Surrealism, the wonderfully weird literary and artistic movement that grew out of the 1920s and 1930s, was founded by Andre Breton in 1924 as a dreamlike, stream-of-consciousness reaction to the rationalism that had dominated European culture and politics up until World War I. Influenced by the Austrian psychoanalyst Sigmund Freud, the fun-loving Surrealists harnessed the forces of the unconscious, automatic writing, and the free-flowing expression of dreams and primal instincts through the use of fantastic imagery and hilarious juxtaposition of subject matter: trains roaring out of chimneys, melted clocks dripping in space, spider-giraffes-from-Hell, and more. Its members included Salvador Dali, Rene Magritte, Max Ernst, Man Ray, Yves Tanguy, Giorgio de Chirico, and the early Frida Kahlo.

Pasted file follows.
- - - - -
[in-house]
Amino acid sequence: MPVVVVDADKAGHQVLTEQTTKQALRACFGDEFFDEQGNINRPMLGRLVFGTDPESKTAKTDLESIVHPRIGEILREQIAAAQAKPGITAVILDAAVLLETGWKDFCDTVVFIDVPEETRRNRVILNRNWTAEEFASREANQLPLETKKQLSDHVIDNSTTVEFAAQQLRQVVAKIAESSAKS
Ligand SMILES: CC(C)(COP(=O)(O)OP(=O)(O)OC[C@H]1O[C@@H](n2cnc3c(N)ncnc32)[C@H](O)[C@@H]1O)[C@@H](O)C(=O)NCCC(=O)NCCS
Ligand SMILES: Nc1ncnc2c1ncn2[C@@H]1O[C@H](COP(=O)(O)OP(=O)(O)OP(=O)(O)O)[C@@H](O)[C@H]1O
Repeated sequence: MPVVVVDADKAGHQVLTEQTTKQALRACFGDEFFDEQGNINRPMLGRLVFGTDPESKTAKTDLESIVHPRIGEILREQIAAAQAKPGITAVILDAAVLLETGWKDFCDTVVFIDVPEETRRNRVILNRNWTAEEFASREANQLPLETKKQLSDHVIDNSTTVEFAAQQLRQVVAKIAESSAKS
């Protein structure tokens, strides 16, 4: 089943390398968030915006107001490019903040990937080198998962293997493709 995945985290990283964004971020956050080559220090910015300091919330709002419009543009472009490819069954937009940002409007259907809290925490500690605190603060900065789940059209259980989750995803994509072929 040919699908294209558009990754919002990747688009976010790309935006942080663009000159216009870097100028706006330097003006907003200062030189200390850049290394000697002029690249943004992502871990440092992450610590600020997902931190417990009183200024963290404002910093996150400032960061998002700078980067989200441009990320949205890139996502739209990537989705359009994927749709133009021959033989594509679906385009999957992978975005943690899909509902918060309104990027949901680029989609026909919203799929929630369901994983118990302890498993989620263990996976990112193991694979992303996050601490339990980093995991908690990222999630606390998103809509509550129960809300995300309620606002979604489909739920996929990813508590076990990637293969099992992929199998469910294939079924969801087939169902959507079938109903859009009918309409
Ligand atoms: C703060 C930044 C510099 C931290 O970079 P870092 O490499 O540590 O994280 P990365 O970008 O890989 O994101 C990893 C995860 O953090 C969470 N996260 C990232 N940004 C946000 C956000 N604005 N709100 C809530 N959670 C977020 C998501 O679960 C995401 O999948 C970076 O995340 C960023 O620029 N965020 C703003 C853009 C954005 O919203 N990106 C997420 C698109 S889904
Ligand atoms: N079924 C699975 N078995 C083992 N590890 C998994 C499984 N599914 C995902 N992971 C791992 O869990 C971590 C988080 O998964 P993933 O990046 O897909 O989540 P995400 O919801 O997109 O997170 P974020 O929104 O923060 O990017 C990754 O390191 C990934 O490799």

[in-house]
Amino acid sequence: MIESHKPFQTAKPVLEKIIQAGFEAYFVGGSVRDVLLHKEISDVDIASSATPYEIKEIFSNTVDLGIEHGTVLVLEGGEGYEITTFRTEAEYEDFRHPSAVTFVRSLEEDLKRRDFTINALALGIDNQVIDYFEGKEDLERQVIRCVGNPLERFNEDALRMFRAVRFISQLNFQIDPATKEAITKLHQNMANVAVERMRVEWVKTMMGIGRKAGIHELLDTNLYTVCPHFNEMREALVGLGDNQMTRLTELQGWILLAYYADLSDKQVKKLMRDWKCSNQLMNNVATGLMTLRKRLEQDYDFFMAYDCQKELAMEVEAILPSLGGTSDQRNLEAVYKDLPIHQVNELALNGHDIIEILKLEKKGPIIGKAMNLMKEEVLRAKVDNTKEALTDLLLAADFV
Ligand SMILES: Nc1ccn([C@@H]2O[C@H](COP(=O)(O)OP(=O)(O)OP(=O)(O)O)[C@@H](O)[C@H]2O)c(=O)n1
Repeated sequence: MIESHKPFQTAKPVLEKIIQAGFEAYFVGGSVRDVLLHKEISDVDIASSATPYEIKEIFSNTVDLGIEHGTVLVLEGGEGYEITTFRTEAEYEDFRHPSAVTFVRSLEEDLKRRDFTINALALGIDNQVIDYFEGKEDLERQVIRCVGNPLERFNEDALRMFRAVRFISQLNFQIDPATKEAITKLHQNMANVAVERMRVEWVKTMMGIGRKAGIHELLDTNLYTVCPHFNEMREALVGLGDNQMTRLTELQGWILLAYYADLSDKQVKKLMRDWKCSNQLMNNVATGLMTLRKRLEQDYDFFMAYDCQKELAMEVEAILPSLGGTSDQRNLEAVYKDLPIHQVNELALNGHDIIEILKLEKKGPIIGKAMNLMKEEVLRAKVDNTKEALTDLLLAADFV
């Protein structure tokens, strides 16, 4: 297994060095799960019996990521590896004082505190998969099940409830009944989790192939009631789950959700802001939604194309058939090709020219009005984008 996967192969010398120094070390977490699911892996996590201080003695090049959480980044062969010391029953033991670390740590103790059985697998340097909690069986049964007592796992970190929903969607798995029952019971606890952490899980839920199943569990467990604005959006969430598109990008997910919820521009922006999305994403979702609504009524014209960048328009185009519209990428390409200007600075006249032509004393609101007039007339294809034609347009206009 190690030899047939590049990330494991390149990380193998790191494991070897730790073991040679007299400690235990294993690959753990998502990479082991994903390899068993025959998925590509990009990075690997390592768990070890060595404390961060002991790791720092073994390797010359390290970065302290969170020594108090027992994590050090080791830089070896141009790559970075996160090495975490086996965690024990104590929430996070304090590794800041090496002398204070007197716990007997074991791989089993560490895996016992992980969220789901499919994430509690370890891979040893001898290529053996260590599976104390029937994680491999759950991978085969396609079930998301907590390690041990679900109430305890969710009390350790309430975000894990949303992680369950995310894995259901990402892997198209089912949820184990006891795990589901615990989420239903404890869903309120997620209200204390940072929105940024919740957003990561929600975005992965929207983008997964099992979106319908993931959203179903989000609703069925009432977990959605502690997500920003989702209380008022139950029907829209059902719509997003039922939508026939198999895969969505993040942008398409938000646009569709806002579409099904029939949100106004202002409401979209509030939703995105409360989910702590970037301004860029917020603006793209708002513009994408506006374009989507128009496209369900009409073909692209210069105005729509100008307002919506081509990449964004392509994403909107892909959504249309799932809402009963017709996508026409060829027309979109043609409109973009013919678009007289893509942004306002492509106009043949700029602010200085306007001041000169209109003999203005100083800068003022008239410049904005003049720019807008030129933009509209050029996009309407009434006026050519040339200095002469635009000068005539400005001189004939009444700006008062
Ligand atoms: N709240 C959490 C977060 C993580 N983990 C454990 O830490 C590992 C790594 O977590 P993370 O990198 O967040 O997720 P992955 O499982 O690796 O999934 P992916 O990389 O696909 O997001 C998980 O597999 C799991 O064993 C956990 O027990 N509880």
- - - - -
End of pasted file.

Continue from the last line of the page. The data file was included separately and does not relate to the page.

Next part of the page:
Used availability for John W Campbell's The Essential Surrealism
April 2002 : USA Hardback